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Residents, workers adjust to new paid parking system in Abu Dhabi

Areas such as Al Muroor and Al Bateen finally coming under paid parking system

Image Credit: Ahmed Kutty/Gulf News
Khalid Beloushi who works in Al Muroor, said paid parking will make things difficult for those with long work hours.
Gulf News

Abu Dhabi: With new areas being added to the Department of Transport’s (DoT) paid parking system, residents and workers who are adjusting to the new system, say it will be difficult and more costly for them.

Free parking in the capital officially came to an end on September 8, with areas such as Al Muroor and Al Bateen finally coming under the paid parking system. New parking regulations introduced by the DoT means all public parking spaces on Abu Dhabi island are now paid parking zones. The DoT says the new regulations will put an end to improper parking practices and ensure smoother traffic flow on the roads.

Mary Bouery, a French resident who has been living in Manaseer for 14 years says her main concern is the lack of new available parking spaces near her residential building.

“After having free parking outside my building for all these years it’s something very different to now have to pay. I think it’s normal to have paid parking in commercial areas, but not for residential areas,” she said.

“Regardless of that, we are all going to pay, but in return I do believe we should at least have a guaranteed parking slot as something in return as a service for paying for this residential permit,” she added.

“Parking spaces near my building are very limited, there are around 36 parking slots for eight different buildings, and so there aren’t enough parking spaces. If we have no place to park our car then what are we supposed to do? If we park in some of the sandy areas we are going to get fined,” she said.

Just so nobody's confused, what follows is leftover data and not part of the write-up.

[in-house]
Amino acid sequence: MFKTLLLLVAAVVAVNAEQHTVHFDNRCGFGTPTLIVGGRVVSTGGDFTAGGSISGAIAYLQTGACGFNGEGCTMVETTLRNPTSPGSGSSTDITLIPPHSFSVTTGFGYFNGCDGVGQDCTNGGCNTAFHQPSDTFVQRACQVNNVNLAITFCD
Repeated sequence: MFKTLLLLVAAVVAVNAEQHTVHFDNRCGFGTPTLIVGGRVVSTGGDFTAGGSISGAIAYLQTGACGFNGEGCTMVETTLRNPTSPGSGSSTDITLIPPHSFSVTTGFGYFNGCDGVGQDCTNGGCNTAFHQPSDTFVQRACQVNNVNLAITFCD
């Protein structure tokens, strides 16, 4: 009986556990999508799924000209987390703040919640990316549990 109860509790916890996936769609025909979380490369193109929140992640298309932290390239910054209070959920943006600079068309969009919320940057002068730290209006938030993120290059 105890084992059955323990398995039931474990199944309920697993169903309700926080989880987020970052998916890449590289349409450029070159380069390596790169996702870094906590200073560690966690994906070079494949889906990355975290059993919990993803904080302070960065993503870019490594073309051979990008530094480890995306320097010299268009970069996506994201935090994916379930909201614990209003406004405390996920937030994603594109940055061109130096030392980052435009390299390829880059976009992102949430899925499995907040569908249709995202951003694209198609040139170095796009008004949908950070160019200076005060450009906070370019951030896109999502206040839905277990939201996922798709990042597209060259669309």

Ebrahim Mohammad Ebrahim, an Emirati resident in Abu Dhabi said that making all public parking spaces paid zones was making it harder to visit friends and family.

“If I want to visit my relatives or friends it’s difficult because everywhere is a paid parking area in Abu Dhabi. There are now designated parking spots where you have to park, and if there isn’t a parking space available outside the house you’re in trouble.

“Before, when you wanted to visit a friend’s house you didn’t have to think twice. Now you have to think about the parking situation and make plans for that beforehand. Many times now instead of meeting at a friend’s house, we will catch up at a coffee shop or some other public place.

Workers have to pay up

Deepak Sequeira, an Indian mechanical engineer who works in Al Muroor, said his parking costs would go into the hundreds each month.

“I work six days a week from 7am-6pm, and so I will be paying the maximum of Dh15 a day which will come to Dh360 a month for me. I can’t take a taxi to the office because sometimes I have to go to a work site, and so I always need my car.

“I am also paying for my annual residential parking permit, and so this new paid parking system is going to be another added cost for me. It will be difficult, I’m going to have to budget and plan this out,” he added.

Khalid Beloushi, a Pakistani who also works in Al Muroor echoed similar sentiments.

“It was better when it was free parking. Paid parking will make things more difficult, especially when you have very long work hours,” he said. “People can either take a taxi or bus to work to save on costs, but that isn’t always feasible for everybody. Sometimes you need to have your car, and with the new paid parking system you don’t really have a choice but to pay,” he added.

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